REGIONAL MANAGER FOR HAVAS AFRICA (UGANDA, RWANDA AND TANZANIA), JOSHUA KAMUGABIRWE, SAYS AFRICAN MARKETERS NEED TO HOLD THEMSELVES TO WORLD-CLASS STANDARDS.
Havas Africa’s Joshua Kamugabirwe is one of Uganda’s most inspirational professionals according to the country’s leading newspaper Sunday Vision, which included the marketer in its 40 Under 40 list this year. The Regional Manager of Havas Africa (Uganda, Rwanda and Tanzania) talks about the changing African market, what makes a great creative, and how becoming a parent has impacted his life and career.
Tell us about your career path into advertising.
I started working for an ad agency way back in 2008, soon after university. I had always been a media-crazy child—I loved reading about artists, politicians and trendsetters, so every time I saw an ad on TV or heard it on the radio, I always wanted to know who was behind it. As fate would have it, my elder brother was an ad man. He always told me to listen to the radio or watch TV to confirm if their ads were running. When an opportunity came up in a startup agency, I was just ready to go. Since then, my journey in advertising has seen me work with global agencies from WPP to Publicis and agencies in different East African countries.
You’ve recently been named one of Sunday Vision’s 40 Under 40. How does it feel to be included?
I feel honored because, realistically, however impactful advertising is, the general public knows little about it. In fact, in this part of the world, arts and unconventional jobs are perceived to be for less serious people. Every time you tell people you are an adman, they simply think you are a model. To be recognized as one of the most promising young people shaping and influencing a generation shows that the industry is being appreciated and that we can contribute positively to the growth of the country through advertising and branding. Brands need advertising if they are to grow and it’s great that more and more people and business owners are appreciating the sector.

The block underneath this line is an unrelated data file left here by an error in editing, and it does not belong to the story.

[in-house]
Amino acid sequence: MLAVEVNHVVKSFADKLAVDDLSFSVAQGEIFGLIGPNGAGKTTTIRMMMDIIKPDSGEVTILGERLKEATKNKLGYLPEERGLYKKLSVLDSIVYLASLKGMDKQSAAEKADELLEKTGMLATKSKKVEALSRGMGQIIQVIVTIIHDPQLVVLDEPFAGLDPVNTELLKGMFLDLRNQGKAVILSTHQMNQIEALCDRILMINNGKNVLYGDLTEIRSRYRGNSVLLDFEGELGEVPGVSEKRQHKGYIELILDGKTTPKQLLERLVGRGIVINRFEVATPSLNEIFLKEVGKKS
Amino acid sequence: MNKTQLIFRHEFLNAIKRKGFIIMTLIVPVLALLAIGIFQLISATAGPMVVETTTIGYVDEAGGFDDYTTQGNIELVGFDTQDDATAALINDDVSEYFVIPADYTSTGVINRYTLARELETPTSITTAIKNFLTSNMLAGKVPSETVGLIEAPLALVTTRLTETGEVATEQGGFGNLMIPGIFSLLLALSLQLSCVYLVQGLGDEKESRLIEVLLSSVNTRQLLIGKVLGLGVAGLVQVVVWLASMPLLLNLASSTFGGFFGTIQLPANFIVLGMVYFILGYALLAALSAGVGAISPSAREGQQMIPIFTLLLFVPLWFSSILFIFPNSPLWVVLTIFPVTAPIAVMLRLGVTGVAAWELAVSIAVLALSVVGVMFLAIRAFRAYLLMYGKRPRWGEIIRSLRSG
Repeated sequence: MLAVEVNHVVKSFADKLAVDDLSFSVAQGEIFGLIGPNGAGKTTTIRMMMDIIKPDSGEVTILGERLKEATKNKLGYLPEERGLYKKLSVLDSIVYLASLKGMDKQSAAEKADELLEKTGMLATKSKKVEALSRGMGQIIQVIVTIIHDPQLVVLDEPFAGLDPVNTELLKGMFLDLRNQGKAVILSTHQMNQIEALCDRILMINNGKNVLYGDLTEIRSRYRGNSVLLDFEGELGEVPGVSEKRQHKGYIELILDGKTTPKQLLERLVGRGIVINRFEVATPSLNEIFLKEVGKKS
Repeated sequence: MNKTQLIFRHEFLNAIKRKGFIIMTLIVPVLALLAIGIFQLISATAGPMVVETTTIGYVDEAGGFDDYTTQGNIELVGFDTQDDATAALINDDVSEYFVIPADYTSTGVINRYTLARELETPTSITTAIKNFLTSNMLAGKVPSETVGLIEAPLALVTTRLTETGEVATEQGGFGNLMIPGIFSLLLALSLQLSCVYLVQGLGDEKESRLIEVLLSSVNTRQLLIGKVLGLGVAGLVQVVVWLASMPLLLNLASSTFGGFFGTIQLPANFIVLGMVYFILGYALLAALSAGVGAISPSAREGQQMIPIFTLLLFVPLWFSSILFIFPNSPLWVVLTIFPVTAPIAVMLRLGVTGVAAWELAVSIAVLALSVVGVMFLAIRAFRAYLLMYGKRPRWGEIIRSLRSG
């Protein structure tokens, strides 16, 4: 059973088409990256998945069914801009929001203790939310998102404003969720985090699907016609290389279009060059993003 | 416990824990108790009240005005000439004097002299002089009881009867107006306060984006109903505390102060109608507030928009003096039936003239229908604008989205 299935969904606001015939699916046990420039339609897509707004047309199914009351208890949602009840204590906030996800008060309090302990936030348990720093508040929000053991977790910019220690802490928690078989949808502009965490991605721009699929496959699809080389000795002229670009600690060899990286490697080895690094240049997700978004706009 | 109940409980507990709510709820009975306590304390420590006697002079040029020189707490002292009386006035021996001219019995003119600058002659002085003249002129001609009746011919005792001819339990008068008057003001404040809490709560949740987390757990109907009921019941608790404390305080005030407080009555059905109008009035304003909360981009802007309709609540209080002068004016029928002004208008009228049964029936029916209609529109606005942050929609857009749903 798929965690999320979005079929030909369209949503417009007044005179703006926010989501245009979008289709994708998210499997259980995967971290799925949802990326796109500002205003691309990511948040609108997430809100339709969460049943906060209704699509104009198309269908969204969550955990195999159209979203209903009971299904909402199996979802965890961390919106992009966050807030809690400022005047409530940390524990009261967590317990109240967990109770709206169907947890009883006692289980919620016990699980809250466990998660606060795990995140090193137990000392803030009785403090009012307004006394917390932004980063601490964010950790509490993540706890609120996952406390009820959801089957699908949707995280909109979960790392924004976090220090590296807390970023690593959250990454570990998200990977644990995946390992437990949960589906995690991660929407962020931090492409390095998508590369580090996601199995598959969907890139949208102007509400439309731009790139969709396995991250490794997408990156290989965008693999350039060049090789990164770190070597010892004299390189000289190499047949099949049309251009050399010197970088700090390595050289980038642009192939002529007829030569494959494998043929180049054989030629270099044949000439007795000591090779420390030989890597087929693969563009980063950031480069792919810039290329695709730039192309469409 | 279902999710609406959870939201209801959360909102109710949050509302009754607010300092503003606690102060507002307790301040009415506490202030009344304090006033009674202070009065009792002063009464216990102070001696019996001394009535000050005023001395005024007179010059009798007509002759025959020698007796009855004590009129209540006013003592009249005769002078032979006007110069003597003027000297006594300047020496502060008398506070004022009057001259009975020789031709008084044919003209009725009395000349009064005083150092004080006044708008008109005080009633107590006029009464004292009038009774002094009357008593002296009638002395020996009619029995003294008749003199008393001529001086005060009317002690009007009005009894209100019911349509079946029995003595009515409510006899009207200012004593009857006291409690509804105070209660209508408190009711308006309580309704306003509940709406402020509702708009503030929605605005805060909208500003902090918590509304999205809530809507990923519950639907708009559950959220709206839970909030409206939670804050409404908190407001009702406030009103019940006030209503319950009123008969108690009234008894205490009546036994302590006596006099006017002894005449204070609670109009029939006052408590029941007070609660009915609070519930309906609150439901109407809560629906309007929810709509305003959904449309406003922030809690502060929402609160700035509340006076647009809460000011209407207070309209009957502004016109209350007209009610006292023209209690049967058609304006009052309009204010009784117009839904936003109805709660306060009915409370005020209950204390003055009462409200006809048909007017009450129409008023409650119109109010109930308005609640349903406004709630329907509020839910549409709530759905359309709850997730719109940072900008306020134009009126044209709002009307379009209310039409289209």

How do you build effective teams?
The process begins from the first day we become interested in a resource. Advertising is not for generally okay people—it is for the people with a little extra. This extra element could be craziness, creativity, intelligence or something completely weird, and it is that something weird that makes one a special ad man. Once we have these kinds of people, we try to orient, train and shape their mindsets to a global, but locally relevant, perspective so that they become stars. We also allow them the freedom to exercise their creativity while being aware of the market challenges. Eventually, we find ourselves with responsible, transformational and creative minds that deliver results. The agency also has established mandatory tools and processes that are utilized to build competitive individuals.
Who are some of Havas Africa’s biggest clients?
We have global and local clients, including Emirates, Reckitt Benckiser, Shell and Airtel.
What makes the African markets in Uganda, Tanzania and Rwanda unique?
These are growing markets with very young populations, which means if they are well courted, they will provide a market for the next 20 years and beyond. These markets are also very flexible and quick to adapt to global trends, so executing world-class campaigns or world-class services is not challenging. There is a lot of potential in these markets and we need to harness it.
You live and work in Kampala. What are some of your favorite things about the city; where do you relax, where do you eat?
Kampala is an epitome of a free city in the world—anything is possible here. The weather, the people and food will make you forget all your troubles. There are a lot of possibilities in Kampala and anyone can survive here as long as you decide to accept the city the way it is. The most beautiful thing about the city is that I can get the equivalent of a fun-packed Las Vegas night out without spending the Las Vegas money. We bring the world to ourselves.
You have two kids—has having children changed your perspective?
Parenting is a very challenging job. You can be successful in your career but if you are not successful at home, then all your greatness is in vain. Raising children is very difficult—they need your time, love and effort amidst daily routine. A child can wake up at 3 a.m. and start crying, yet you have to rest a bit and be ready for work the next day. It is even worse when toddlers cannot easily express themselves and you have to pull out all your parenting skills to understand them. Sometimes I feel sad when leaving home to go to work as the kids always want to go with me. Overall, being a parent makes one more responsible, understanding and compassionate.
Outside of work, what are your greatest passions?
I love watching football on TV and reading. I read a lot of books, stories, articles and opinions. In the future, I plan to take at least one holiday outside Uganda each year to appreciate the world and get exposed.
How do you think the African industry will change throughout the next ten years?
It is already happening. We are dealing with global brands and centralized teams and looking at issues from a global perspective.
We can no longer hide under the “African way”—it has to be the global way. A satisfied customer in Africa derives the same happiness as a satisfied customer in Europe or America. In the next ten years, geographical and technological differences will no longer be an excuse. Even now as we work, study, service and learn, we have the international standards at heart.